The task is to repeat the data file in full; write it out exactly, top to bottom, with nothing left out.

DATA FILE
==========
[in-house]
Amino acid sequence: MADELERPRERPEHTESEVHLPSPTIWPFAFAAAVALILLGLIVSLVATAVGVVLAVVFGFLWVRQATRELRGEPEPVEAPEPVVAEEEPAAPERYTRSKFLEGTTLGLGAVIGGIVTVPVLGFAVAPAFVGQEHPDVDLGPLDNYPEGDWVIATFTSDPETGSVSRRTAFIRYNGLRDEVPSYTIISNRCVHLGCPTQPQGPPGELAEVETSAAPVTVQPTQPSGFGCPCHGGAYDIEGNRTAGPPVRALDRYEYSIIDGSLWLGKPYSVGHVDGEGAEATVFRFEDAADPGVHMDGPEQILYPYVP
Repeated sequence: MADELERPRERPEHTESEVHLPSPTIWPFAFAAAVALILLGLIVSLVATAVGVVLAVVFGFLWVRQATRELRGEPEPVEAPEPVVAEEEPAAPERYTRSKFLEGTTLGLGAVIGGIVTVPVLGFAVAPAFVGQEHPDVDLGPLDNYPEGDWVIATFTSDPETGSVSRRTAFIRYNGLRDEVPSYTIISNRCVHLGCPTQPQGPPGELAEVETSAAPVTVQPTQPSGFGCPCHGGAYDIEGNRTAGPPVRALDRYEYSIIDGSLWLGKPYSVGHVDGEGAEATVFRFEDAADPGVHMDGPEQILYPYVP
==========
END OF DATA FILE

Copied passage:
[in-house]
Amino acid sequence: MADELERPRERPEHTESEVHLPSPTIWPFAFAAAVALILLGLIVSLVATAVGVVLAVVFGFLWVRQATRELRGEPEPVEAPEPVVAEEEPAAPERYTRSKFLEGTTLGLGAVIGGIVTVPVLGFAVAPAFVGQEHPDVDLGPLDNYPEGDWVIATFTSDPETGSVSRRTAFIRYNGLRDEVPSYTIISNRCVHLGCPTQPQGPPGELAEVETSAAPVTVQPTQPSGFGCPCHGGAYDIEGNRTAGPPVRALDRYEYSIIDGSLWLGKPYSVGHVDGEGAEATVFRFEDAADPGVHMDGPEQILYPYVP
Repeated sequence: MADELERPRERPEHTESEVHLPSPTIWPFAFAAAVALILLGLIVSLVATAVGVVLAVVFGFLWVRQATRELRGEPEPVEAPEPVVAEEEPAAPERYTRSKFLEGTTLGLGAVIGGIVTVPVLGFAVAPAFVGQEHPDVDLGPLDNYPEGDWVIATFTSDPETGSVSRRTAFIRYNGLRDEVPSYTIISNRCVHLGCPTQPQGPPGELAEVETSAAPVTVQPTQPSGFGCPCHGGAYDIEGNRTAGPPVRALDRYEYSIIDGSLWLGKPYSVGHVDGEGAEATVFRFEDAADPGVHMDGPEQILYPYVP